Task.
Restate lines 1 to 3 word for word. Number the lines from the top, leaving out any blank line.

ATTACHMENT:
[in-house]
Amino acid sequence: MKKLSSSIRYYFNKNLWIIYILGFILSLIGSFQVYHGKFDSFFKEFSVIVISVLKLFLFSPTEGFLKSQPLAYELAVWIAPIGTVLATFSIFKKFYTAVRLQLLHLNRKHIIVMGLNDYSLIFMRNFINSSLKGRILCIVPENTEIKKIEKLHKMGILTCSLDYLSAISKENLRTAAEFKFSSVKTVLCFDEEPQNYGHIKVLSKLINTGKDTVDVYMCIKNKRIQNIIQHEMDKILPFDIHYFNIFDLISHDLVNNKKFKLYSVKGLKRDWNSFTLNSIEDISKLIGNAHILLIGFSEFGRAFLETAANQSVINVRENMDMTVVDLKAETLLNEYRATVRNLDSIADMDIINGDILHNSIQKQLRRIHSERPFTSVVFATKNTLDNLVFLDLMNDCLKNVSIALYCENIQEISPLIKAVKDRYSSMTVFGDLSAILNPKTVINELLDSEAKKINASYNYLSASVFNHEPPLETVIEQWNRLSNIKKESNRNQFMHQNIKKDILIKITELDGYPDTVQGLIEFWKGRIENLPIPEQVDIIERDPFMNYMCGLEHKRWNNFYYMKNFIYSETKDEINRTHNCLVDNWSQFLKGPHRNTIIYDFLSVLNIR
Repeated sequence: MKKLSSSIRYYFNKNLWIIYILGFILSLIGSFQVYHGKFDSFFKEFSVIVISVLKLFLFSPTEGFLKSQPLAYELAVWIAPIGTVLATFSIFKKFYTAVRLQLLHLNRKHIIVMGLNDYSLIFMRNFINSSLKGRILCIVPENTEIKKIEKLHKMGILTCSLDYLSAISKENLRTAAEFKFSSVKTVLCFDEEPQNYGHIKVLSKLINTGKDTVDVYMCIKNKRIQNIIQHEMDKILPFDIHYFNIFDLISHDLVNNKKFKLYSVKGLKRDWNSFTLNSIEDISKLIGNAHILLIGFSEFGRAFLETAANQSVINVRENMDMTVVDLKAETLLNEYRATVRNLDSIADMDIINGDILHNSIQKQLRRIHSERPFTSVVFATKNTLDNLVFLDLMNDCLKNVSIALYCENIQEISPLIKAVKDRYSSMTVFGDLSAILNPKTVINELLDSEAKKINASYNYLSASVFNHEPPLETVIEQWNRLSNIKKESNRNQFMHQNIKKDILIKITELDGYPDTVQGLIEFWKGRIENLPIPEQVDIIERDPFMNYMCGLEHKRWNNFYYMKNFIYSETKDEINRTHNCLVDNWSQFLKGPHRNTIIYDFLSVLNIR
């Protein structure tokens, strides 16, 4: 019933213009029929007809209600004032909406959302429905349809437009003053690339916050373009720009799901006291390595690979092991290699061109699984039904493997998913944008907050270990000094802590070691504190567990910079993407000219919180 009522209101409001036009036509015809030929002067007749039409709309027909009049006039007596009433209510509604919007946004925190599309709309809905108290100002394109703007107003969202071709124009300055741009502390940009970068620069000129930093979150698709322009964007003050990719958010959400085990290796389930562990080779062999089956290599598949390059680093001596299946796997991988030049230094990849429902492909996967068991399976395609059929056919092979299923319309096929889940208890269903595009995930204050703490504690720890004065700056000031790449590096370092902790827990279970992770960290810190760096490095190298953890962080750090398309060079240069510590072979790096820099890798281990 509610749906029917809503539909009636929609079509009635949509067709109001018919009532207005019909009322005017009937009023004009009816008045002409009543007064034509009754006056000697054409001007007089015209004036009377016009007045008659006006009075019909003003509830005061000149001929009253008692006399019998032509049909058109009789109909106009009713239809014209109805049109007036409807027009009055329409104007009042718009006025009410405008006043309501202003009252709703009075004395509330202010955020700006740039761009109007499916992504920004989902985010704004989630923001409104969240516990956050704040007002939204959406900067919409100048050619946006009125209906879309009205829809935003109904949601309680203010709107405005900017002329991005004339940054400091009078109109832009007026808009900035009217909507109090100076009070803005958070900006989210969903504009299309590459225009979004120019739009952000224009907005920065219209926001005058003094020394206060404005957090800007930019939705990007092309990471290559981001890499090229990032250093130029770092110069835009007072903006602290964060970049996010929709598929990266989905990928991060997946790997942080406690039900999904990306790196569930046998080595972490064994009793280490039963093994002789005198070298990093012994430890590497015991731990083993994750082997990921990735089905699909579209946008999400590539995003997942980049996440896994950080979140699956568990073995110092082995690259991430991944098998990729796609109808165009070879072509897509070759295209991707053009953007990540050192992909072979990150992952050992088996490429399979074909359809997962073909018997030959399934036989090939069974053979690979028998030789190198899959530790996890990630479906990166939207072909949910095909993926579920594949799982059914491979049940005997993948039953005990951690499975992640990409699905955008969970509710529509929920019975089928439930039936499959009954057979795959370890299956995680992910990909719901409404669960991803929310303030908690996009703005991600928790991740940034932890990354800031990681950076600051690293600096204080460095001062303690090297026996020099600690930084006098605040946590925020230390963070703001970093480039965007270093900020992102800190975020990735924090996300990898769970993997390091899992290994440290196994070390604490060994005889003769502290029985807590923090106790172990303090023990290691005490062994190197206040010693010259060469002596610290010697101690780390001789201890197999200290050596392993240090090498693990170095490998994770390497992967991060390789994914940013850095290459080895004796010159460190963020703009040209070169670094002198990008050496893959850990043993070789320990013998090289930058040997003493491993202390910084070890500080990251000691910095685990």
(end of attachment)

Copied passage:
[in-house]
Amino acid sequence: MKKLSSSIRYYFNKNLWIIYILGFILSLIGSFQVYHGKFDSFFKEFSVIVISVLKLFLFSPTEGFLKSQPLAYELAVWIAPIGTVLATFSIFKKFYTAVRLQLLHLNRKHIIVMGLNDYSLIFMRNFINSSLKGRILCIVPENTEIKKIEKLHKMGILTCSLDYLSAISKENLRTAAEFKFSSVKTVLCFDEEPQNYGHIKVLSKLINTGKDTVDVYMCIKNKRIQNIIQHEMDKILPFDIHYFNIFDLISHDLVNNKKFKLYSVKGLKRDWNSFTLNSIEDISKLIGNAHILLIGFSEFGRAFLETAANQSVINVRENMDMTVVDLKAETLLNEYRATVRNLDSIADMDIINGDILHNSIQKQLRRIHSERPFTSVVFATKNTLDNLVFLDLMNDCLKNVSIALYCENIQEISPLIKAVKDRYSSMTVFGDLSAILNPKTVINELLDSEAKKINASYNYLSASVFNHEPPLETVIEQWNRLSNIKKESNRNQFMHQNIKKDILIKITELDGYPDTVQGLIEFWKGRIENLPIPEQVDIIERDPFMNYMCGLEHKRWNNFYYMKNFIYSETKDEINRTHNCLVDNWSQFLKGPHRNTIIYDFLSVLNIR
Repeated sequence: MKKLSSSIRYYFNKNLWIIYILGFILSLIGSFQVYHGKFDSFFKEFSVIVISVLKLFLFSPTEGFLKSQPLAYELAVWIAPIGTVLATFSIFKKFYTAVRLQLLHLNRKHIIVMGLNDYSLIFMRNFINSSLKGRILCIVPENTEIKKIEKLHKMGILTCSLDYLSAISKENLRTAAEFKFSSVKTVLCFDEEPQNYGHIKVLSKLINTGKDTVDVYMCIKNKRIQNIIQHEMDKILPFDIHYFNIFDLISHDLVNNKKFKLYSVKGLKRDWNSFTLNSIEDISKLIGNAHILLIGFSEFGRAFLETAANQSVINVRENMDMTVVDLKAETLLNEYRATVRNLDSIADMDIINGDILHNSIQKQLRRIHSERPFTSVVFATKNTLDNLVFLDLMNDCLKNVSIALYCENIQEISPLIKAVKDRYSSMTVFGDLSAILNPKTVINELLDSEAKKINASYNYLSASVFNHEPPLETVIEQWNRLSNIKKESNRNQFMHQNIKKDILIKITELDGYPDTVQGLIEFWKGRIENLPIPEQVDIIERDPFMNYMCGLEHKRWNNFYYMKNFIYSETKDEINRTHNCLVDNWSQFLKGPHRNTIIYDFLSVLNIR